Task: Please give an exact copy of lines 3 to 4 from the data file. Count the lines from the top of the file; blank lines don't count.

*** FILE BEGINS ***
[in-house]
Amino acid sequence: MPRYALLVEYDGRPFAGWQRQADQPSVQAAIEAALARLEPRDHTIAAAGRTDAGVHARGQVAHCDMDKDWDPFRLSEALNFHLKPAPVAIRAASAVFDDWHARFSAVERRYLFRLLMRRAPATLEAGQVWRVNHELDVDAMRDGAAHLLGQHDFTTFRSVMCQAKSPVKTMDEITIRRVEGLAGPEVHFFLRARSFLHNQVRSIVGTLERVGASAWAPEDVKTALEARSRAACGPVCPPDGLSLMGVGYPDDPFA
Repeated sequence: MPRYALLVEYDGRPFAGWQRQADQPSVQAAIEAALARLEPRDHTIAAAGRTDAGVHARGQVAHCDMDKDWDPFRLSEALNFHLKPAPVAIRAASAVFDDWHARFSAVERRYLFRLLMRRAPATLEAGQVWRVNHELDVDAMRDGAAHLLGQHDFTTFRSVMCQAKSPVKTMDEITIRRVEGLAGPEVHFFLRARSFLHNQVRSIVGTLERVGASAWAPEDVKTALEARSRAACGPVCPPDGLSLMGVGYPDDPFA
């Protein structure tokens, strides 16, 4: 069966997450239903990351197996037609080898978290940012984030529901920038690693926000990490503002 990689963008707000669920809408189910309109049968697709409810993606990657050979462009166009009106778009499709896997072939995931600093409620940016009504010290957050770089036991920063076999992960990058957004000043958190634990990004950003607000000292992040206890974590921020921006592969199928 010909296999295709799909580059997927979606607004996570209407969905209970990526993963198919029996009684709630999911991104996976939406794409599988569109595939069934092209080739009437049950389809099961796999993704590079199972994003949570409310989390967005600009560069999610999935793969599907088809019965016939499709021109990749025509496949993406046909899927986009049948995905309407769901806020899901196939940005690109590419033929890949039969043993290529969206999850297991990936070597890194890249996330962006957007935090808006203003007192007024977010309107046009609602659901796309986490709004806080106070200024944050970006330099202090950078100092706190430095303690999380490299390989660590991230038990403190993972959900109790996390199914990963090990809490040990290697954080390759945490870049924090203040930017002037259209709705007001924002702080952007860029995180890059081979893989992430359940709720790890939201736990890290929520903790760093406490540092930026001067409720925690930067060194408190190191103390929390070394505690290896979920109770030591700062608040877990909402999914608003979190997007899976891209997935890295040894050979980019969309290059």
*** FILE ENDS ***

Repeated sequence: MPRYALLVEYDGRPFAGWQRQADQPSVQAAIEAALARLEPRDHTIAAAGRTDAGVHARGQVAHCDMDKDWDPFRLSEALNFHLKPAPVAIRAASAVFDDWHARFSAVERRYLFRLLMRRAPATLEAGQVWRVNHELDVDAMRDGAAHLLGQHDFTTFRSVMCQAKSPVKTMDEITIRRVEGLAGPEVHFFLRARSFLHNQVRSIVGTLERVGASAWAPEDVKTALEARSRAACGPVCPPDGLSLMGVGYPDDPFA
């Protein structure tokens, strides 16, 4: 069966997450239903990351197996037609080898978290940012984030529901920038690693926000990490503002 990689963008707000669920809408189910309109049968697709409810993606990657050979462009166009009106778009499709896997072939995931600093409620940016009504010290957050770089036991920063076999992960990058957004000043958190634990990004950003607000000292992040206890974590921020921006592969199928 010909296999295709799909580059997927979606607004996570209407969905209970990526993963198919029996009684709630999911991104996976939406794409599988569109595939069934092209080739009437049950389809099961796999993704590079199972994003949570409310989390967005600009560069999610999935793969599907088809019965016939499709021109990749025509496949993406046909899927986009049948995905309407769901806020899901196939940005690109590419033929890949039969043993290529969206999850297991990936070597890194890249996330962006957007935090808006203003007192007024977010309107046009609602659901796309986490709004806080106070200024944050970006330099202090950078100092706190430095303690999380490299390989660590991230038990403190993972959900109790996390199914990963090990809490040990290697954080390759945490870049924090203040930017002037259209709705007001924002702080952007860029995180890059081979893989992430359940709720790890939201736990890290929520903790760093406490540092930026001067409720925690930067060194408190190191103390929390070394505690290896979920109770030591700062608040877990909402999914608003979190997007899976891209997935890295040894050979980019969309290059």